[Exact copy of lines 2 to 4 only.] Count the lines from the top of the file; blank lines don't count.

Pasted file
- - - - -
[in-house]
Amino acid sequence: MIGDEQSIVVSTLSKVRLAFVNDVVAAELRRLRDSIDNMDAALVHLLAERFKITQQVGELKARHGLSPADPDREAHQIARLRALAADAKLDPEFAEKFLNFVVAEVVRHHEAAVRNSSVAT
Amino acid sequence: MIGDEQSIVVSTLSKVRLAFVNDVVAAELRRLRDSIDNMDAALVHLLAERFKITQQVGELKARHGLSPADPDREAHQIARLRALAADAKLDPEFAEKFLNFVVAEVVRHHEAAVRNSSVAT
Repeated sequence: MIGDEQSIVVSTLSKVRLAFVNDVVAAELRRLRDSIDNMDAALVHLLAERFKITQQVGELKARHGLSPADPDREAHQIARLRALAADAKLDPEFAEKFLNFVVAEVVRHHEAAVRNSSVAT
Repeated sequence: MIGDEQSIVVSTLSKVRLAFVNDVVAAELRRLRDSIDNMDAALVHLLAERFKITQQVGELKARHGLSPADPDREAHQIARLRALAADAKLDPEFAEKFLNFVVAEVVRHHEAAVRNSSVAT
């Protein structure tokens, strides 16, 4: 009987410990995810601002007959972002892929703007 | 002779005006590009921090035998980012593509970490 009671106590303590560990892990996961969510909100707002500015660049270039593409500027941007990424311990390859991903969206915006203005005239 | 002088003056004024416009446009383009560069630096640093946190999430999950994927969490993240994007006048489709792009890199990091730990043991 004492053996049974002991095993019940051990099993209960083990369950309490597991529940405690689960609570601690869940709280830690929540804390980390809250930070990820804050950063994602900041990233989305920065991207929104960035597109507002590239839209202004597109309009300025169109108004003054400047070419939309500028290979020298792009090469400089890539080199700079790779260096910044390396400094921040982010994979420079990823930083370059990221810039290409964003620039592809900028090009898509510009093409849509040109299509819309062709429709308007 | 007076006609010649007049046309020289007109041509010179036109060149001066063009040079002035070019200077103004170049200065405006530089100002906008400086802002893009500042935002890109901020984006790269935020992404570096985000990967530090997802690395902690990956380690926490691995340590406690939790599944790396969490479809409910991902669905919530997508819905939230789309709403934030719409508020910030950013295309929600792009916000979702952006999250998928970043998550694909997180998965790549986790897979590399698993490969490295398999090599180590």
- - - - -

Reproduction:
Amino acid sequence: MIGDEQSIVVSTLSKVRLAFVNDVVAAELRRLRDSIDNMDAALVHLLAERFKITQQVGELKARHGLSPADPDREAHQIARLRALAADAKLDPEFAEKFLNFVVAEVVRHHEAAVRNSSVAT
Amino acid sequence: MIGDEQSIVVSTLSKVRLAFVNDVVAAELRRLRDSIDNMDAALVHLLAERFKITQQVGELKARHGLSPADPDREAHQIARLRALAADAKLDPEFAEKFLNFVVAEVVRHHEAAVRNSSVAT
Repeated sequence: MIGDEQSIVVSTLSKVRLAFVNDVVAAELRRLRDSIDNMDAALVHLLAERFKITQQVGELKARHGLSPADPDREAHQIARLRALAADAKLDPEFAEKFLNFVVAEVVRHHEAAVRNSSVAT